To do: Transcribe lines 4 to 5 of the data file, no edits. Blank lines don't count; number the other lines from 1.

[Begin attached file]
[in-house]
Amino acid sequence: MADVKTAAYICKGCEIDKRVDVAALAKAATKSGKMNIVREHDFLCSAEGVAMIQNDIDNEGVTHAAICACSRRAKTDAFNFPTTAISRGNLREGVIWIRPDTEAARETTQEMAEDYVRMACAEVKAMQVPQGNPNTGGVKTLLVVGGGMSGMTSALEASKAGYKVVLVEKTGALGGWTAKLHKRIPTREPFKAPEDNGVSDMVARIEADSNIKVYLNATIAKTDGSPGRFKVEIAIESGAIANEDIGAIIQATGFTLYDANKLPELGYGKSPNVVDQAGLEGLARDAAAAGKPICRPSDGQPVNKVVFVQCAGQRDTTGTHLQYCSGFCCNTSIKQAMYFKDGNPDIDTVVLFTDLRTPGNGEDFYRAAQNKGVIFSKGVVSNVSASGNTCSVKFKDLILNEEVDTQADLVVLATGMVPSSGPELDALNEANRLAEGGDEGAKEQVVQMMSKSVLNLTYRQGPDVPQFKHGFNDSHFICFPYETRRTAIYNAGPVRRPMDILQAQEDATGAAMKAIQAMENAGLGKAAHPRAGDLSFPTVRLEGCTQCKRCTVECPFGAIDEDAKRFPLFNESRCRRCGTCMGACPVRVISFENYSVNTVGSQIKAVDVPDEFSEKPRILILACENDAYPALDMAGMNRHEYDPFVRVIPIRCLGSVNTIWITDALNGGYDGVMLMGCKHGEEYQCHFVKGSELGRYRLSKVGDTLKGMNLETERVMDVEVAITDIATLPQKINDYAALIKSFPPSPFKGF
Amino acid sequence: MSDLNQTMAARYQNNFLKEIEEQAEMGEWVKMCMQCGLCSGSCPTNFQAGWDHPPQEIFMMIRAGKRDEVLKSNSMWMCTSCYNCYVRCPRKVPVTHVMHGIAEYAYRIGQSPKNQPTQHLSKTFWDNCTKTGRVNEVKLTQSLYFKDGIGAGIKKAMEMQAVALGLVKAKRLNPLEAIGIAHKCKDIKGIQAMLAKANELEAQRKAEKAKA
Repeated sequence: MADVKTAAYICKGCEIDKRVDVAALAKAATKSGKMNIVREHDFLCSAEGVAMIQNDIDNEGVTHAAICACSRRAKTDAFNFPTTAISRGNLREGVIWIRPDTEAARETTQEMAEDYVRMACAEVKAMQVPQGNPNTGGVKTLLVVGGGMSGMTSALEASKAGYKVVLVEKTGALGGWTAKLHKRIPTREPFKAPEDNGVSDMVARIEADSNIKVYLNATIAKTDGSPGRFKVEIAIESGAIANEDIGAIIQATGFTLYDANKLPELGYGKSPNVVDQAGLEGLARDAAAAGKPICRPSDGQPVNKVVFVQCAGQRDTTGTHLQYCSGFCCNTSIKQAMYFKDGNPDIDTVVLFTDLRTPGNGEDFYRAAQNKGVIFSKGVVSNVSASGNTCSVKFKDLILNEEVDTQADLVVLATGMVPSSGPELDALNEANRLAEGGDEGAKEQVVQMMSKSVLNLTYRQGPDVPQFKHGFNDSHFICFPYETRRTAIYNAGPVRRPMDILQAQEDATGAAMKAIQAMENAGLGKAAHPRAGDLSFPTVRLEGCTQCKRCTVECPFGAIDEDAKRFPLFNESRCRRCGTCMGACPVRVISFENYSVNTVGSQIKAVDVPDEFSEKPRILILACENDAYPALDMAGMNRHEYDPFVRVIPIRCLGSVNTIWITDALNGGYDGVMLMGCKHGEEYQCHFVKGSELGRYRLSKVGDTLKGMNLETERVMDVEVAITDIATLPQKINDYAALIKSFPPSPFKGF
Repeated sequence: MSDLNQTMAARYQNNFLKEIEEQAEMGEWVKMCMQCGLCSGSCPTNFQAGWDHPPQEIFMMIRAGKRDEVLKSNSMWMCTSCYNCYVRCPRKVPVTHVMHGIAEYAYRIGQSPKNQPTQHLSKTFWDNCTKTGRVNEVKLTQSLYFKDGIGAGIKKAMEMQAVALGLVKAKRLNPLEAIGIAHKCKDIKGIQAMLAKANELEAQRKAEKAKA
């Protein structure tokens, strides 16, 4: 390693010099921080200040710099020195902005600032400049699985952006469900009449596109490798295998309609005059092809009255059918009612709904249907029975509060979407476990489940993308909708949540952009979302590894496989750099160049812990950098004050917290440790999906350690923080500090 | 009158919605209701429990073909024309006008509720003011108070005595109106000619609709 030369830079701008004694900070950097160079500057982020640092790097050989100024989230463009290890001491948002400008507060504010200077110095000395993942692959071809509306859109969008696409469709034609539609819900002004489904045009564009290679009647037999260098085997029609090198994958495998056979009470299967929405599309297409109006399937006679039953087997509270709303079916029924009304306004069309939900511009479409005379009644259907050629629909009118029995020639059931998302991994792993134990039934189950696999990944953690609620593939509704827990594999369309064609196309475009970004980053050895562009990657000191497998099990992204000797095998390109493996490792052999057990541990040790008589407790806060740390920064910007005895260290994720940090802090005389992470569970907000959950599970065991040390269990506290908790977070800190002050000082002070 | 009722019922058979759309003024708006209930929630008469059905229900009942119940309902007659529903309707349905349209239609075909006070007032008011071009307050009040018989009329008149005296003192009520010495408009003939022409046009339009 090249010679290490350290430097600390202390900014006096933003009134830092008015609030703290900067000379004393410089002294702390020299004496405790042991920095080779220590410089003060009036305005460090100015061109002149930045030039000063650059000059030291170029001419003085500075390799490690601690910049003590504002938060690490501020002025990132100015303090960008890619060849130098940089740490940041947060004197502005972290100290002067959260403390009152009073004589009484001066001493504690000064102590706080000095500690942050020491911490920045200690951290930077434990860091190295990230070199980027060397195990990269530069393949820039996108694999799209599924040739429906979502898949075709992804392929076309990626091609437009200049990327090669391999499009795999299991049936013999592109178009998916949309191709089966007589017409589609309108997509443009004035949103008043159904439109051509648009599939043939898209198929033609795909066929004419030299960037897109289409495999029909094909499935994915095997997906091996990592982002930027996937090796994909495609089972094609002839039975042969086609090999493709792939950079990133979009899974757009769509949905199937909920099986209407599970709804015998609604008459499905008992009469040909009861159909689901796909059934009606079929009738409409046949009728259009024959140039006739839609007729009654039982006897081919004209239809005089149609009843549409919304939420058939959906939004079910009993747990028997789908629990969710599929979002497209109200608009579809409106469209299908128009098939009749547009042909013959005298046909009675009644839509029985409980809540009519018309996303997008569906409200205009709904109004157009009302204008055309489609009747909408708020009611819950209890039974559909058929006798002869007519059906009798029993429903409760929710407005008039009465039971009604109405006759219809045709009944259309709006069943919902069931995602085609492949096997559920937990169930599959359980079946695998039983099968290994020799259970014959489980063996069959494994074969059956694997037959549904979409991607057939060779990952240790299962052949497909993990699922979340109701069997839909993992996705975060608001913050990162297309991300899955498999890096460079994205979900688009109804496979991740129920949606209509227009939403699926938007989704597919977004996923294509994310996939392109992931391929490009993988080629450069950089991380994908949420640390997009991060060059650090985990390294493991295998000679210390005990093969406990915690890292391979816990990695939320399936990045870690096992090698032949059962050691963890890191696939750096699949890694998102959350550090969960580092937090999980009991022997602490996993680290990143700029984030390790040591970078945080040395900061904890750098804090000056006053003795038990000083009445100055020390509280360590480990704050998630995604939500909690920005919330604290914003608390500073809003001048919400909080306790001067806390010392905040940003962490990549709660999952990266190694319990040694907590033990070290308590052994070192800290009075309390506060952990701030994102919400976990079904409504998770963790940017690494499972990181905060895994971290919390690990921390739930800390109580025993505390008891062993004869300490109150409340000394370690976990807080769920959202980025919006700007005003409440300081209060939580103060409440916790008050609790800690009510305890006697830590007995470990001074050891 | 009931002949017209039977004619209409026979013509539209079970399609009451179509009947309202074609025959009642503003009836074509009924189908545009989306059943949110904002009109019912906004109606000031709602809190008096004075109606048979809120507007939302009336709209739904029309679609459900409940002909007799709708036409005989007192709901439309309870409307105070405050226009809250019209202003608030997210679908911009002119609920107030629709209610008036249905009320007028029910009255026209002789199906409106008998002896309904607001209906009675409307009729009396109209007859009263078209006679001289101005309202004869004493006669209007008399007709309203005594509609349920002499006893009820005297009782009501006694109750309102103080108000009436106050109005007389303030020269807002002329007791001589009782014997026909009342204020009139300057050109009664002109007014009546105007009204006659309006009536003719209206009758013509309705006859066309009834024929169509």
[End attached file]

Repeated sequence: MADVKTAAYICKGCEIDKRVDVAALAKAATKSGKMNIVREHDFLCSAEGVAMIQNDIDNEGVTHAAICACSRRAKTDAFNFPTTAISRGNLREGVIWIRPDTEAARETTQEMAEDYVRMACAEVKAMQVPQGNPNTGGVKTLLVVGGGMSGMTSALEASKAGYKVVLVEKTGALGGWTAKLHKRIPTREPFKAPEDNGVSDMVARIEADSNIKVYLNATIAKTDGSPGRFKVEIAIESGAIANEDIGAIIQATGFTLYDANKLPELGYGKSPNVVDQAGLEGLARDAAAAGKPICRPSDGQPVNKVVFVQCAGQRDTTGTHLQYCSGFCCNTSIKQAMYFKDGNPDIDTVVLFTDLRTPGNGEDFYRAAQNKGVIFSKGVVSNVSASGNTCSVKFKDLILNEEVDTQADLVVLATGMVPSSGPELDALNEANRLAEGGDEGAKEQVVQMMSKSVLNLTYRQGPDVPQFKHGFNDSHFICFPYETRRTAIYNAGPVRRPMDILQAQEDATGAAMKAIQAMENAGLGKAAHPRAGDLSFPTVRLEGCTQCKRCTVECPFGAIDEDAKRFPLFNESRCRRCGTCMGACPVRVISFENYSVNTVGSQIKAVDVPDEFSEKPRILILACENDAYPALDMAGMNRHEYDPFVRVIPIRCLGSVNTIWITDALNGGYDGVMLMGCKHGEEYQCHFVKGSELGRYRLSKVGDTLKGMNLETERVMDVEVAITDIATLPQKINDYAALIKSFPPSPFKGF
Repeated sequence: MSDLNQTMAARYQNNFLKEIEEQAEMGEWVKMCMQCGLCSGSCPTNFQAGWDHPPQEIFMMIRAGKRDEVLKSNSMWMCTSCYNCYVRCPRKVPVTHVMHGIAEYAYRIGQSPKNQPTQHLSKTFWDNCTKTGRVNEVKLTQSLYFKDGIGAGIKKAMEMQAVALGLVKAKRLNPLEAIGIAHKCKDIKGIQAMLAKANELEAQRKAEKAKA